Aquaman (2018) is an entry into Warner Bros’ DC Films franchise. The movie is adapted from the comic book of the same name, debuting first in More Fun Comics in November 1941. The movie, rated PG-13 for violence, adult content (mostly alcohol), and action, is directed by James Wan, credited with Insidious (2010), The Conjuring (2013), and Furious 7 (2015), and was released to theaters on December 21st, entertaining audience with a creative 143-minute undersea adventure during the holiday season.
Arthur Curry (Jason Momoa), the half-Atlantean titular Aquaman, dives into an adventure of oceanic proportions when he finds himself fighting his half-brother and sitting-ruler of Atlantis, Orm (Patrick Wilson), for the throne of Atlantis and for peace between the denizens of the ocean and the inhabitants of the surface. Teamed up with Princess Mera (Amber Heard) of Xebel, Arthur must employ the teachings of his mentor Vulko (Willem Dafoe), majordomo to Orm, to find the mythical Trident of the first Atlantean King as well as realize his own worthiness of being the new king of Atlantis and his ocean empire.
The film is the typical, loud superhero action-adventure with splashes of thoughtless drama throughout, dealing with worthiness and identity. Shedding the gritty, ridiculousness of the Snyderverse for a more palatable entry, Aquaman generally follows the framework of The Hero’s Journey—aka The Monomyth—which I will highlight throughout the analysis.
The movie opens with a prologue depicting Arthur’s parents, Tom Curry (Temuera Morrison), a lighthouse keeper, and Queen Atlanna (Nicole Kidman), an Atlantean refugee, meeting for the first time and falling in love. As their love grows, so does the size of their family, and all is well until she must return to her home nation. The prologue is one-part family drama and one-part Michael Bay-style explosive action and camera angles, meant to set up The Hero’s Journey and to prepare for the first element, The Call to Adventure.
Act I doubles-down with loud action as Arthur employs cheesy one-liners and brutish poses to protect the seas against seaborne threats, showcasing his superhuman capabilities beyond breathing underwater and communing with sea life. The act serves as a vehicle to 1) legitimize a need for a seagoing hero, 2) set up the minor, albeit prominent, villain, and 3) establish The Normal World that Arthur inhabits and will have to leave to follow The Call to Adventure. The act concludes with a choice made by Arthur that will come back to bite him later.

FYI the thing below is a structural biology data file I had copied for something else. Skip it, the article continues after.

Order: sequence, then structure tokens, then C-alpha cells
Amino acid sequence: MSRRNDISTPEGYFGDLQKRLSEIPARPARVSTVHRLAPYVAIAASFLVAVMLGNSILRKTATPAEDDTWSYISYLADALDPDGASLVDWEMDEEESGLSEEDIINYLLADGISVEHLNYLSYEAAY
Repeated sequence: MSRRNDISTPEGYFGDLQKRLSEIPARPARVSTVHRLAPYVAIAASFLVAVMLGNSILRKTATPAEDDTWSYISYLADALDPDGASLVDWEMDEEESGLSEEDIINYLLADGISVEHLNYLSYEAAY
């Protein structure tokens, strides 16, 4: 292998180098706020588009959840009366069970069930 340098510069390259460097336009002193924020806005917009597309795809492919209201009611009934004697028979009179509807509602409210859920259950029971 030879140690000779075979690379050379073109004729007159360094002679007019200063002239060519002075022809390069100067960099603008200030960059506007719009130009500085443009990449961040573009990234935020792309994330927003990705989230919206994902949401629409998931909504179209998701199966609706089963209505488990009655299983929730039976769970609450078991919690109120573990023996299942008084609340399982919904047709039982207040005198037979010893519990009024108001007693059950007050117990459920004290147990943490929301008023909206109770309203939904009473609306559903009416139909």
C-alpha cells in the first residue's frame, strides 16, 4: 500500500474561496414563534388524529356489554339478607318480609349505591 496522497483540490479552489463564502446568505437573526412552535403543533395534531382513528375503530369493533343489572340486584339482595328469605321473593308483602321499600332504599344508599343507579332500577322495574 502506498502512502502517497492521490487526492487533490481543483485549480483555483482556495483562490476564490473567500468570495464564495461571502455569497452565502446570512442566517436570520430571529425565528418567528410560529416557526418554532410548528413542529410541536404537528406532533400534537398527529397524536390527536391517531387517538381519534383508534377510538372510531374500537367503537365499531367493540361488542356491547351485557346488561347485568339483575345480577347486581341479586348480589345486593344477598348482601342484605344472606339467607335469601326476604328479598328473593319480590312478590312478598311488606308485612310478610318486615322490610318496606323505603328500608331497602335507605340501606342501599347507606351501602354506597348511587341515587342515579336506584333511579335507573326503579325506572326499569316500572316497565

Act II presents the call and The Departure when The Herald, Mera, shows up and tells Arthur that he needs to take back the throne and save the world from Atlantean aggression. Arthur initially refuses with tough-guy dialogue but concedes when a major disaster puts The Normal World at risk. Just like in the Monomyth, Arthur receives Supernatural Aid from The Herald who uses her nifty water-magic to do nifty water-magic stuff. Made a believer, Arthur accepts his role in the journey and rushes of to the magical land (er…sea) of Atlantis to save the world, satisfying The Crossing the Threshold element.
The first half of Act III is the conclusion of the crossing as Arthur’s suspiciousness of Mera is put to rest, and Arthur realizes that he must challenge his half-brother Orm. Just as the exposition finishes, Atlantean hunters in service of Orm attack, serving as the film’s version of Threshold Guardians. The film goes back to its loud action roots, slinging bodies to and fro until Arthur comes face-to-face with Orm. This ends the crossing and begins The Land of Adventure portion of The Hero’s Journey as Arthur agrees to engage Orm in single combat. Things don’t go as expected for the would-be Kings, and Arthur is thrust into The Spiritual Death and Rebirth element of the journey.
Act IV is largely The Road of Trials element that combines detective fiction with action and a splash of romance. Arthur and Mera set out to find the magical item—á la Indiana Jones—that can legitimize Arthur’s place in Atlantis. Along the way, they encounter contrite exposition, more cheesy dialogue, obligatory courtship, and thrilling combat. The act also showcases The Night Sea Voyage element, literally and figuratively, as Arthur and Mera venture into an area so ancient and dangerous that even the formidable Atlanteans dare not explore. There, Arthur experiences unspeakable dangers, demonstrating the director’s penchant for horror, as Arthur attempts to make the personal transformation implicit in the Monomyth framework. The Apotheosis begins at the end of the Act as he enlists The Ultimate Boon—something of tremendous power—in his quest against Orm, now revealed as The Big Bad.